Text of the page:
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Movie movements that defined cinema: Czech New Wave

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Key filmmakers: Jaromil Jires, Jan Nemec, Milos Forman, Vera Chytilova, Ivan Passer, Jiri Menzel, Jan Kadar

Key dates: 1962-1968

What is it? Not so much a formal movement as a loose collective of filmmakers with a passion for taking the piss out of communists, the Czech New Wave put plenty of noses out of joint on the greyer side of the Iron Curtain. Its tart and often hilarious takes on the fumbling regimes of the time emerged from Prague’s famed FAMU film school, which turned out gifted directors galore. When one of them, Jiri Menzel (‘Jiri Dazeem’, if you’re John Travolta), claimed the Oscar for Best Foreign Film in 1967 with his comic masterpiece Closely Watched Trains, they were suddenly a force on the world stage too. Like many of his peers’ films, Menzel’s bildungsroman took its inspiration from Czech literature. He adapted novelist Bohumil Hrabal’s tale of a young railway worker in World War II into a wistful comic classic in the best tradition of great coming-of-age films, with unrequited love, sexy nurses and foiled Nazis galore.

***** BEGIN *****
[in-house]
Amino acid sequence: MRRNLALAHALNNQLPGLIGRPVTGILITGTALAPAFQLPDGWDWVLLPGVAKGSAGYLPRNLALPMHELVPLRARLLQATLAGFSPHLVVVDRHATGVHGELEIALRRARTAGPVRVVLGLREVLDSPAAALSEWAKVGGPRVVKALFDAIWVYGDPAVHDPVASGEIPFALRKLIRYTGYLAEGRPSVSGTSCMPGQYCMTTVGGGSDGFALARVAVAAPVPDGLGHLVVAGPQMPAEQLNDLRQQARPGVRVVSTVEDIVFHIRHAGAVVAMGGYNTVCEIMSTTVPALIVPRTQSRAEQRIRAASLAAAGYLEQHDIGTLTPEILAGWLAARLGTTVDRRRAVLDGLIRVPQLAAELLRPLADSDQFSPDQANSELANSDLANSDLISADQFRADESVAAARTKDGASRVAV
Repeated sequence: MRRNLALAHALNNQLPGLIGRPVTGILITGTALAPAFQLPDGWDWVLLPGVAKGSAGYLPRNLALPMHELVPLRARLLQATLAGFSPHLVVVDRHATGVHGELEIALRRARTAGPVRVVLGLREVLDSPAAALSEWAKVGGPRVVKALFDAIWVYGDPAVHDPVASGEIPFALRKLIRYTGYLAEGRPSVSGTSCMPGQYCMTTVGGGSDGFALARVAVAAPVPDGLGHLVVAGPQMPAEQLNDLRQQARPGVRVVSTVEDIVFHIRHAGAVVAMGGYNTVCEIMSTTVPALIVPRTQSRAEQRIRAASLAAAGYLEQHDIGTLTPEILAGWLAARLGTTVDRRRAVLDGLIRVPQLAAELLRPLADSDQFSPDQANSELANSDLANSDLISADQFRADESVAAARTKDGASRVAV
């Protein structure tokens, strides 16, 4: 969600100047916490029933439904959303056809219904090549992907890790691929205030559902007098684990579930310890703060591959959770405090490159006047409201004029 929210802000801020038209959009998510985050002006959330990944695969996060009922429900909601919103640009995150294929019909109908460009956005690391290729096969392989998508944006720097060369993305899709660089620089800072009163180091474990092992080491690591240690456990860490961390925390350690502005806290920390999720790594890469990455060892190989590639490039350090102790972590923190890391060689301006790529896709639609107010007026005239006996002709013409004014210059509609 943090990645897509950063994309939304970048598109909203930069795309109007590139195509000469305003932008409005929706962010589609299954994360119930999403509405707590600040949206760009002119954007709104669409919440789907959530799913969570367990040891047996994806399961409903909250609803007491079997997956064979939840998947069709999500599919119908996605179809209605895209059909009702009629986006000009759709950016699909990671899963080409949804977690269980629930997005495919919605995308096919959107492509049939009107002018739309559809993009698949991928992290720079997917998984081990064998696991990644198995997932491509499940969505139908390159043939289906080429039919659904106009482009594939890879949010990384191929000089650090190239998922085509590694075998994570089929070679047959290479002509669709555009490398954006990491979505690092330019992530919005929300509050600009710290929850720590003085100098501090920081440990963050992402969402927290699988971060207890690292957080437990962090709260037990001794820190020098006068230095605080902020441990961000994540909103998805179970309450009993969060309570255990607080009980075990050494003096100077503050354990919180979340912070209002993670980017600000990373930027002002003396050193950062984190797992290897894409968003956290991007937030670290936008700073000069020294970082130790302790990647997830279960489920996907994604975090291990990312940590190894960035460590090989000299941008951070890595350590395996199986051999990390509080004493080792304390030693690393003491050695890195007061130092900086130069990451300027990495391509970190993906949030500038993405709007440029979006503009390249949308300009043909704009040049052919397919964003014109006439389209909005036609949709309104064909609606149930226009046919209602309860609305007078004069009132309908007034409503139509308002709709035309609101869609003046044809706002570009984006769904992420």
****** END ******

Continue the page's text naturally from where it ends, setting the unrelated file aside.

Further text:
Satirical in an equally sly way, Milos Forman and Ivan Passer’s The Fireman’s Ball was a communist roast so spiky, it was banned by the ruling regime forever. As the Prague Spring fomented resistance to Soviet occupation, Forman – who would head to Hollywood in 1971 and later win Oscars for One Flew Over The Cuckoo’s Nest and Amadeus – could be found at Barrandov Studios working alongside Passer, Menzel, Ivan Kadar and Vera Chytilova (the so-called “first lady of Czech cinema”) to define the country’s cinema. Then, of course, the Soviets put a stop to all that by banning their films. It being extremely hard to argue with a man in a tank, the movement petered out in the early 1970s.

Loves Of A Blonde was a part of the Czech New Wave

What to watch: The Loves Of A Blonde (1965) (pictured above), The Shop On Main Street (1965), Closely Watched Trains (1967) (pictured top), The Fireman’s Ball (1967)

What did it influence? Ken Loach, among others. He picked Closely Observed Trains as the film he’d most want to share with future generations.

Trivia: Kirk Douglas sent Milos Forman a copy of Ken Kesey’s One Flew Over The Cuckoo’s Nest in 1966. It was confiscated by Czech customs. Forman finally made it a decade later.

What to say: “Communism was like living in fear that was boring.” (Milos Forman)

What not to say: “Fancy a signed copy of Das Kapital?”

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